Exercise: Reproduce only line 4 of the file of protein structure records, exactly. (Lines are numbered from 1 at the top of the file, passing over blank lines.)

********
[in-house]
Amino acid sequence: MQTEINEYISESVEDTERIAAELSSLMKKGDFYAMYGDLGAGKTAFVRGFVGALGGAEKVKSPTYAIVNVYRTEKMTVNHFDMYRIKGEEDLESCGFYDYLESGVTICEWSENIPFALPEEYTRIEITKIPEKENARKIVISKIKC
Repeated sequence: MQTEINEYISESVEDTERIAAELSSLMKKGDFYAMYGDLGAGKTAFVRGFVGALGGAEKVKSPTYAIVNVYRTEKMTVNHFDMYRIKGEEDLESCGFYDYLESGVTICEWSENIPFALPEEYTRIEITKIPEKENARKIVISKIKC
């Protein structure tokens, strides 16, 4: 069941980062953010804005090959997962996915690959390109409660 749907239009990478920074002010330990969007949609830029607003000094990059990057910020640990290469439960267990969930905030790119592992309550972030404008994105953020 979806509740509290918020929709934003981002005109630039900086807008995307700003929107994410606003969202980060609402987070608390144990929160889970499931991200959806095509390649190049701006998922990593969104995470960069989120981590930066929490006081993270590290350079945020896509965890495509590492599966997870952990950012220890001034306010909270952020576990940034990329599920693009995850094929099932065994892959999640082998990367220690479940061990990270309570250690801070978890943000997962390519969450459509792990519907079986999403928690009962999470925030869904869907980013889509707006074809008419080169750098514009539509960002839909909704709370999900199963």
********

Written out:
């Protein structure tokens, strides 16, 4: 069941980062953010804005090959997962996915690959390109409660 749907239009990478920074002010330990969007949609830029607003000094990059990057910020640990290469439960267990969930905030790119592992309550972030404008994105953020 979806509740509290918020929709934003981002005109630039900086807008995307700003929107994410606003969202980060609402987070608390144990929160889970499931991200959806095509390649190049701006998922990593969104995470960069989120981590930066929490006081993270590290350079945020896509965890495509590492599966997870952990950012220890001034306010909270952020576990940034990329599920693009995850094929099932065994892959999640082998990367220690479940061990990270309570250690801070978890943000997962390519969450459509792990519907079986999403928690009962999470925030869904869907980013889509707006074809008419080169750098514009539509960002839909909704709370999900199963």